An important step in learning English is when you start to speak about the past. Being able to speak about the past is useful to describe completed actions at work as well as to share experiences with people you meet in your personal lives. Here is some information about the Past Simple to help you as you start to learn it.
We use the Past Simple in English in the following situations:
- to describe a completed action at a defined time in the past. For example:
We went to the cinema last night.
- to describe a completed action when it is clear that the time is finished and has no connection to the present. For example:
I’m disappointed about the exam. It was really hard and I don’t think I did very well.
How to Form the Past Simple
To make questions in the Past Simple we use ‘did’ (which is the past of ‘do’ which we use to make questions in the Present Simple):
As you can see, in the Past Simple there is no difference between he/she/it and the other subjects. Every subject uses ‘did’.
To make negative sentences we use ‘didn’t’ (instead of ‘don’t’ which we use in the Present Simple):
To make affirmative sentences we change the base form of the verb, but how we do this depends on whether the verb is regular or irregular.
The majority of English verbs have a regular form which means they all follow the same formation. To create the Past Simple of a verb we simply add -ed to the base form. For example:
If a verb ends in -e we only add -d. For example:
hope – hoped
blame – blamed
If a verb ends in -y we change it to -i and add -ed. For example:
study – studied
tidy – tidied
There are three ways that -ed can be pronounced, depending on the last letter of the verb. Here they are:
Here are some examples of the Past Simple using regular verbs:
We stayed in a four-star hotel on holiday. It was really nice.
Did Ahmed play in the match? – No. He didn’t play because he injured his foot last week.
I worked from 7am to 7pm yesterday. I’m really tired today.
You studied a lot for the exam and deserved to get a good mark.
They waited an hour for the train and eventually decided to take a bus.
When did you finish your essay? – I finished it at midnight.
We didn’t want to cook last night so we ordered a pizza.
Though most verbs in English follow this regular pattern, there are about 200 verbs which are irregular, which is obviously quite a lot and too many to learn all at once. The best way to learn them is by doing it gradually, a few at a time. There are about 30 irregular verbs that we use frequently and it’s a good idea to focus on these first, just as you do in your Wall Street English course. The most important irregular verb is ‘to be’ and this has two different forms:
All the other irregular verbs have one word for all the subjects. Here is a list of the most common irregular verbs:
Here are some examples of these irregular verbs:
We were late for our flight on Tuesday and had to wait four hours for the next one.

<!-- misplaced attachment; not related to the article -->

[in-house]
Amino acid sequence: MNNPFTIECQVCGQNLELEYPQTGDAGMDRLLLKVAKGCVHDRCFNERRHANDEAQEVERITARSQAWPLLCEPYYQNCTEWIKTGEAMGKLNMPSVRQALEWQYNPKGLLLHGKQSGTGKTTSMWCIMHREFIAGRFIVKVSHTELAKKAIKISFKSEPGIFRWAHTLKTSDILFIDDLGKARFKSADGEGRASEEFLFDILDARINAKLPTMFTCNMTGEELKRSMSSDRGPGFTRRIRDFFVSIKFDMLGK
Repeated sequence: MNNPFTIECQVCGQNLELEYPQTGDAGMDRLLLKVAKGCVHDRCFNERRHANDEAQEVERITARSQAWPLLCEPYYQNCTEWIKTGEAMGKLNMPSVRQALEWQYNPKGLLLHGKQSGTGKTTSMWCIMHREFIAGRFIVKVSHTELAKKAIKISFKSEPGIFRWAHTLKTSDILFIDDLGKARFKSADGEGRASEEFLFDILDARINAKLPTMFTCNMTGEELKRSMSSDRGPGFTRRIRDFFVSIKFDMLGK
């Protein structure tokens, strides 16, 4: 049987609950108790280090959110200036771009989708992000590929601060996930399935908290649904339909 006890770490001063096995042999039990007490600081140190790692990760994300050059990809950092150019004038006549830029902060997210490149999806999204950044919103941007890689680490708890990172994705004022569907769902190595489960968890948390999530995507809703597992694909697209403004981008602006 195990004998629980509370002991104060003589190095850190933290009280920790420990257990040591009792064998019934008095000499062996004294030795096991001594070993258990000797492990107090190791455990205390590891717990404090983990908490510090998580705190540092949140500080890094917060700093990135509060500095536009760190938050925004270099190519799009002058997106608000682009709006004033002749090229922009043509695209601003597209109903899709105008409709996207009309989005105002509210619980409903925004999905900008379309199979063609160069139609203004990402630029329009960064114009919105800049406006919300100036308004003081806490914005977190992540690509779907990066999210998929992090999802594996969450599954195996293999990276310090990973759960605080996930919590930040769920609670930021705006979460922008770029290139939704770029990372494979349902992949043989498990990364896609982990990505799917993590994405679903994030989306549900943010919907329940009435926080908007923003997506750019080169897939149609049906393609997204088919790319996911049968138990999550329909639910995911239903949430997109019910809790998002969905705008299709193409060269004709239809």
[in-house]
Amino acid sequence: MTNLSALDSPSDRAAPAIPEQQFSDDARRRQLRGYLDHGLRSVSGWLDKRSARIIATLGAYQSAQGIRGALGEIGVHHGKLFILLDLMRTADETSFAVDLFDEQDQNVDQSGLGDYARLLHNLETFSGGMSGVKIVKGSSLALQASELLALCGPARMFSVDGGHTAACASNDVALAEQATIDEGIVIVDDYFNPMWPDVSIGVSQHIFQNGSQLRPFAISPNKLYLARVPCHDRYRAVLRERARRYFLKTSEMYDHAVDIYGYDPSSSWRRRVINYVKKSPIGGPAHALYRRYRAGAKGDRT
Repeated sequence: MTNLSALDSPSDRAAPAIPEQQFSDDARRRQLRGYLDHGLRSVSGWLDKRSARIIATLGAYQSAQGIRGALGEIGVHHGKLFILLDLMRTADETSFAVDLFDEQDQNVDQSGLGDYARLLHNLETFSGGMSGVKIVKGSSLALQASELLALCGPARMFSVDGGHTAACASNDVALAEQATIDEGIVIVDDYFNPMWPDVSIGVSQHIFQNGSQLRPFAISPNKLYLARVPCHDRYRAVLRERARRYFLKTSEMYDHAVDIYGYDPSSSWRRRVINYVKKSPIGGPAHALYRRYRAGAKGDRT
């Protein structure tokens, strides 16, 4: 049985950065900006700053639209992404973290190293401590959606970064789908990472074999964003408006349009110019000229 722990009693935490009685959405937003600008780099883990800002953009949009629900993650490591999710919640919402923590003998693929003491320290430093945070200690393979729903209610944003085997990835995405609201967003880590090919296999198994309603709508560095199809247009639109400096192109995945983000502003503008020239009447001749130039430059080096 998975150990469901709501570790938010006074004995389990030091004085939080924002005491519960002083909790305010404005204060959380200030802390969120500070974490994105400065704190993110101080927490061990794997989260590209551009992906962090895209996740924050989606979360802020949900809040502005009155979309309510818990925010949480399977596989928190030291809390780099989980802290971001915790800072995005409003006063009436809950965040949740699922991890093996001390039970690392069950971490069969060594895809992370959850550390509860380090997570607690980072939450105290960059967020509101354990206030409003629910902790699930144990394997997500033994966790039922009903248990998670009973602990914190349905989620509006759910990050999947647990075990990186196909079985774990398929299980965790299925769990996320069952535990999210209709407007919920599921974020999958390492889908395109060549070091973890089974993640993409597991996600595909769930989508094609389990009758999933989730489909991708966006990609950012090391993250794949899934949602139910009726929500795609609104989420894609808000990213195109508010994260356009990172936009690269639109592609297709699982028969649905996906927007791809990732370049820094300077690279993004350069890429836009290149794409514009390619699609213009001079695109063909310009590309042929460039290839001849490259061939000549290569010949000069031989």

Sally bought a new mobile phone at the weekend.
He did a great job painting the house last summer.
I didn’t eat anything for breakfast but I ate a lot at lunchtime.
They found a special offer for a cruise in June.
Juliet had a headache this morning so she took an aspirin.
My brother left school when he was 16 but I stayed until I was 18.
Paolo’s grandmother made us our Wedding cake. It was delicious.
Where did you two meet? – We met at my friend’s last birthday party.
What was the last book you read? – It was a murder mystery by Agatha Christie.
Anique came in and put the shopping on the table.
The suppliers sent the goods on Monday 1st October.
Who told you the good news?
How did the meeting go? It went well thanks. The client had a strong accent but I understood almost everything he said.
What do we need to buy? I wrote a shopping list but I left it at home.
Ways to Practice using the Past Simple
As you can see from the information above, the structure of the Past Simple is not really difficult, but learning all the irregular verbs is not as easy. However, there are some really useful things you can do to become confident in using the Past Simple:
1) Firstly, try some fun quizzes in the Wall Street English Practice area
2) Secondly, try reading some ForToday articles that have several examples of the Past Simple in an interesting context
3) Keep a little diary and write all the things you did at the end of each day, or at the end of the week if you don’t have much time
4) Try to learn a few irregular verbs at time, for example, five a week. This may seem few but after a month that already adds up to 20 new verbs that you know and can use. For every irregular verb, write two or three of your own examples to help you remember them
Now you can speak about the present and the past. Keep practicing as much as you can at your Wall Street English and become even more fluent.